Celtic coach Darren O’Dea hails influence of Ange Postecoglou and John Kennedy after landing ‘B’ team promotion

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The former Hoops defender will step up from managing the club’s Under-18s side

Darren O’Dea has taken his next step on the coaching ladder after becoming part of Celtic’s ‘B’ team set-up.

The former Hoops defender will join Tommy McIntyre in the dugout after spending the past two years in charge of the club’s under-18 squad.

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O’Dea, capped 20 times by the Republic of. Ireland, had spells at Leeds United, Toronto, Mumbai City and Dundee during a 14-year playing career.

His Parkhead promotion will allow the 34-year-old to take training sessions with the aim of developing Celtic’s youngsters on a pathway that will lead them to the first-team.

O’Dea admits the transition into his new role has been straightforward and insists he will continue to pick the brains of first-team manager Ange Postecoglou and coach John Kennedy where possible.

Speaking to the Celtic official website, he said: “I really enjoyed the last two years and working with the Under-18s was fantastic, but the offer to come up and obviously the change in scenery – in terms of from working at Celtic Park with the U-18s and now Lennoxtown – has been brilliant.

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“A lot has changed with the players hasn’t been huge because the vast majority I have worked for some sort of period with the 18s, some of them for longer than others, so the players know me and I certainly know them.

“Pivotal to the role here is the access you get to how the first-team work and getting to see that daily, and being around them, albeit I’m not working directly with them.

“But you get a lot of access and that’s part of the job I suppose – being up and around and seeing how things work, and that has been invaluable for me.

“In taking this role, I had the full intention of maximising every bit of information I could get and every learning experience I could get, and the manager’s been fantastic with everyone.

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“I can only speak from a personal point of view, but he’s been brilliant, and any time I’ve needed anything or wanted to ask a question, he’s very accommodating and very clear. So it’s been fantastic as a young coach to learn from that.

“And I have to mention John Kennedy in that as well because John’s obviously been here for the just over two years I’ve been in and any time I’ve gone to him for advice or an opinion, or even just a conversation, you always get tenfold what you expect back.”

Celtic’s ‘B’ side are currently playing in the Lowland League this season where they sit in ninth place after winning seven of their opening 12 games.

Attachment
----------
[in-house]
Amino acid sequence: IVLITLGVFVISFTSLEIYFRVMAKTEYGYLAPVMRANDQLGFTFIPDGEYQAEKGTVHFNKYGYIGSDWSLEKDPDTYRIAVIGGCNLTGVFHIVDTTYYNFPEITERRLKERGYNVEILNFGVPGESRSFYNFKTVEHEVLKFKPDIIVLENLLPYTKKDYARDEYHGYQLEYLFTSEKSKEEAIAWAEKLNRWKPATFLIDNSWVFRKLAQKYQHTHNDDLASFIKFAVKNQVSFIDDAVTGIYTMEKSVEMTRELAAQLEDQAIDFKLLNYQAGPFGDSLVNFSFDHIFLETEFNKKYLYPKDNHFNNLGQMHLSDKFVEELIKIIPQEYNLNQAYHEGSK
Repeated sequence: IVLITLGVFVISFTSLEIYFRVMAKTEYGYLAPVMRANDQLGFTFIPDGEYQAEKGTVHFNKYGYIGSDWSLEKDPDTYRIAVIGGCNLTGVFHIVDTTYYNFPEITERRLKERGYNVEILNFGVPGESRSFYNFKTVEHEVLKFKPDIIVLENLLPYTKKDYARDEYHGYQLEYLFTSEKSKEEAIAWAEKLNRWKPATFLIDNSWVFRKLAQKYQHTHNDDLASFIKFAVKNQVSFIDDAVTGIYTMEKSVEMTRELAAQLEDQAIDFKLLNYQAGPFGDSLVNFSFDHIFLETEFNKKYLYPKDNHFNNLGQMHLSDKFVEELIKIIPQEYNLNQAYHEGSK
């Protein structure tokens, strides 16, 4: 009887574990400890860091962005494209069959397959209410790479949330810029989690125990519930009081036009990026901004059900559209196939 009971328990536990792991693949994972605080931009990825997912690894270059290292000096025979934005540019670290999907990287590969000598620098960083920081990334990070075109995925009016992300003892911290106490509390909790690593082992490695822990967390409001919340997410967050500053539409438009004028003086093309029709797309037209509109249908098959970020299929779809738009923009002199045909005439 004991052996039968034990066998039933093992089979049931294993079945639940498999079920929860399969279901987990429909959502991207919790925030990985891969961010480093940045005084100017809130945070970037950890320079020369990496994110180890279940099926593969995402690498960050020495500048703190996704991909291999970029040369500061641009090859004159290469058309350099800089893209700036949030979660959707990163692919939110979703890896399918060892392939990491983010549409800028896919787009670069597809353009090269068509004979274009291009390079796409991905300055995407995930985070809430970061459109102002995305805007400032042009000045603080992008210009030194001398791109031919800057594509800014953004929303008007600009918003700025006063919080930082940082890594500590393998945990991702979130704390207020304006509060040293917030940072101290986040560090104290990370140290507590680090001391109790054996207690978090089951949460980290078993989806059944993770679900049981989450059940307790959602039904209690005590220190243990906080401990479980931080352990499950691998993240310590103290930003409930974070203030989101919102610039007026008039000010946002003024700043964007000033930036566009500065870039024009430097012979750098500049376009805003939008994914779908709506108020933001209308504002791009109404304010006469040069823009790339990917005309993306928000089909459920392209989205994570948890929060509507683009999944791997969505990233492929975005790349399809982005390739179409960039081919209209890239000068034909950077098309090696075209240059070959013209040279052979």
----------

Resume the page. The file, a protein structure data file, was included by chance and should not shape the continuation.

O’Dea knows working at the Lennoxtown Training Centre near the first-team squad will prove beneficial to the development of the club’s exciting academy youngsters and his own as a coach.

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He highlighted the progression of defender Adam Montgomery, who is now an integral part of the Postecoglou’s first-team, as an example of what can be achieved given hard work and dedication.

O’Dea added: “When the players first come, of course they’ve got big aspirations and they want to conquer the world, if you like, but the reality hits when you come up to Lennoxtown – you’re one pitch away from the first-team at all times.

“The first-team regularly dip into the B team for training numbers. It usually happens before training but it can happen during training, so they don’t know when the opportunity is going to come, and that realisation of all the talk we did when they were 16 and they first came in, they’re much closer than what they maybe understand.

“They have to be in a rhythm of training every day and being prepared right. I don’t think you’ll get a better example of that than last year with the whole reserve team going up for a two-week period.

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“Now the person who’s stayed there since then is Adam Montgomery. He’s never came back but if you went and watched him train two or three months previous to that, he was just constantly in a rhythm of training, doing the right things and when that opportunity came in the most bizarre circumstances, he was there to take advantage of it.

“So it’s a key message for them – those dreams you’re talking about, albeit the step is absolutely huge, it might not be as far away as you think.”

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